Sometimes you just have to be brave enough – or desperate enough – to visit to a large shopping complex and be confronted with the horrendous scene that greets you:
Different (& appalling) music blasting forth from each shop, flustered women (yes, mainly women), a few grumpy men, excited and squabbling kids, with trolleys laden with crappy stuff – no doubt destined to be part of the escalating land-fill awfulness by mid next year.
So, this is Christmas (so someone once said - and sang).
And here is what’s being said in the newspaper about children this Christmas:
“RMIT marketing expert Con Stavros suspects pester power is worse at this time of year. But he says parents may also welcome it.”
WHAT? Parents WELCOME their kids pestering them about presents?
It gets worse:
"I often think parents feel uncomfortable not knowing what to buy for their children,"
Parents ‘FEEL UNCOMFORTABLE’ not knowing what to buy?
What parents are so unfamiliar with their own kids that they have no idea what to buy them for a Christmas gift and thus 'FEEL UNCOMFORTABLE’?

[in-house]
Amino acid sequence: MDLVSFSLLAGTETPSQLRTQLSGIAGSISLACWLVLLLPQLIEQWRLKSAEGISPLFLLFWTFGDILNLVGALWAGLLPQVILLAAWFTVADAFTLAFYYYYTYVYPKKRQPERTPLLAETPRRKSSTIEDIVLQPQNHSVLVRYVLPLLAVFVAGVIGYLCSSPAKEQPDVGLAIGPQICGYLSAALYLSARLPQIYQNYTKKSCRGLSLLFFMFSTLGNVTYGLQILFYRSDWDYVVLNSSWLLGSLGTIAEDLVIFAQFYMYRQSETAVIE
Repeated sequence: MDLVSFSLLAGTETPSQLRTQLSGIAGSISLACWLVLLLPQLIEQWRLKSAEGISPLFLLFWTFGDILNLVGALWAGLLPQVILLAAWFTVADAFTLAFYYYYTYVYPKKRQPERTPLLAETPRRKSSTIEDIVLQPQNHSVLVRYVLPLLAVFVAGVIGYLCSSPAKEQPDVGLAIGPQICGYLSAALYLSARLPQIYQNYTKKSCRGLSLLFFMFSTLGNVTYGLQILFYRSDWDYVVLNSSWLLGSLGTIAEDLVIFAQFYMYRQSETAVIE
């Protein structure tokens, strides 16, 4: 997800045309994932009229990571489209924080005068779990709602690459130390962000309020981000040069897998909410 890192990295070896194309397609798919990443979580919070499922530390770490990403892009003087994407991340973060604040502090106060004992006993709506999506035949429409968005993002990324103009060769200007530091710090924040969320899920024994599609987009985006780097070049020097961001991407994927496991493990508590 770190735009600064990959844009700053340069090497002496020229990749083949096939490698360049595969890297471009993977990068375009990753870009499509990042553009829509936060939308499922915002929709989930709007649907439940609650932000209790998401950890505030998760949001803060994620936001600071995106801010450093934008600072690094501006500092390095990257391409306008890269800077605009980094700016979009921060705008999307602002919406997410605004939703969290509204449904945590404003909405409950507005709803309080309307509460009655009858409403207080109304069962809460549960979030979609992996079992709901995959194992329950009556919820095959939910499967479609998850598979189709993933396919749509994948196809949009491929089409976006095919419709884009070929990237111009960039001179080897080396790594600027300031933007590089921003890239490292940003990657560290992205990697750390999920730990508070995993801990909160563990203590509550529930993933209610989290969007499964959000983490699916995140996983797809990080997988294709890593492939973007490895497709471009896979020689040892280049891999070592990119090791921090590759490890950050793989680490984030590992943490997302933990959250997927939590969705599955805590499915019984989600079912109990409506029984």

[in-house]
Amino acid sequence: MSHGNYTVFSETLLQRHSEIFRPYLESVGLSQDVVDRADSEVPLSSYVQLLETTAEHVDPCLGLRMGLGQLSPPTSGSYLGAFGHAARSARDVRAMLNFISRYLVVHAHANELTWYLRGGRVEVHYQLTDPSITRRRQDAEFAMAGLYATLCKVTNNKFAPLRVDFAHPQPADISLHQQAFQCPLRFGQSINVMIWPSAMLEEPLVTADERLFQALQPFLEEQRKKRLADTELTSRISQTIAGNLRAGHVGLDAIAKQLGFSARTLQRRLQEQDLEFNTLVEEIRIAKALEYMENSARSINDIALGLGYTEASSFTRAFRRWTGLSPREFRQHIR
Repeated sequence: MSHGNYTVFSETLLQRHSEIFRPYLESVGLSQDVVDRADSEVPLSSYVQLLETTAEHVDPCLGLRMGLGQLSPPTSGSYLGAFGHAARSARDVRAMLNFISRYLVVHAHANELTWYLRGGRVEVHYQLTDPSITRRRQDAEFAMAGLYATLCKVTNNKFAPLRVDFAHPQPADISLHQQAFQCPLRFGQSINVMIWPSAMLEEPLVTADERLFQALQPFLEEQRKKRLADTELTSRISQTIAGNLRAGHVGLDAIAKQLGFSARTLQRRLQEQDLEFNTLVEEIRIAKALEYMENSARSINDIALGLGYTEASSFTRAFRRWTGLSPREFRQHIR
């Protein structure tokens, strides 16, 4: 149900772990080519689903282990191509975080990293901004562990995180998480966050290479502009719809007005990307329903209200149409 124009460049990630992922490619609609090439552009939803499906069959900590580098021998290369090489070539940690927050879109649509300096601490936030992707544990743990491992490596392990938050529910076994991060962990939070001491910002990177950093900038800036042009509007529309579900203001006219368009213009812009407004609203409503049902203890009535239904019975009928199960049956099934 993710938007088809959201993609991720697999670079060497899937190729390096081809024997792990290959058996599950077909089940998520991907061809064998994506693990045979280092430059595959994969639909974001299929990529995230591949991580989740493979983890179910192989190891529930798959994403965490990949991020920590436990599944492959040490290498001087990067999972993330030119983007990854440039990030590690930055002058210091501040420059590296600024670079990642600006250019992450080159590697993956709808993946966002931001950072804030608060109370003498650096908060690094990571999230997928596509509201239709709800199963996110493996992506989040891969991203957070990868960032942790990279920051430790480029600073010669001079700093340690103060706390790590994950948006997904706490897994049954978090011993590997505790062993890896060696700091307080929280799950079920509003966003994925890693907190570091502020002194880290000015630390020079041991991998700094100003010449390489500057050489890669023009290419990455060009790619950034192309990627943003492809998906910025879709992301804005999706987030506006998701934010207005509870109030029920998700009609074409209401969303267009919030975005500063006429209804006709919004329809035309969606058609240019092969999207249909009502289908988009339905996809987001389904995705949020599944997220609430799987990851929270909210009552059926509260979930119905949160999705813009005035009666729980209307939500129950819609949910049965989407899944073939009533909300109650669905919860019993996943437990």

Okay, okay, so some parents are unaware of the preferences of their own children. That may be true. Seems strange, but it may be true.
And, yes, I do remember a Christmas eons ago, when, as a small child, I received a gift that wasn’t quite what I had been hoping for. Perhaps some disappointment popped into my psyche and perhaps lingered for a day. But, from a long distance of time, I realise that it was not an earth-shattering experience and was more likely to have been part of good life education. As in:
it’s never a good learning experience to always get exactly what you want.
Back to the expert:
"Finding a gift that has some meaning, has some impact, can be challenging."
Challenging? Intelligence, anyone? How challenging can it be to find an appropriate gift for your own kid/s? And how much of an ‘impact’ and ‘meaning’ does a gift have to have?
If you really don’t know what activity your kids enjoy, ask them! But, oh, that’s right – they’re already ‘pestering’!
But, please don’t forget that it’s also bloody important for them to understand if their wish list is out of your range as far as spending ability goes.
Yet another first world problem methinks!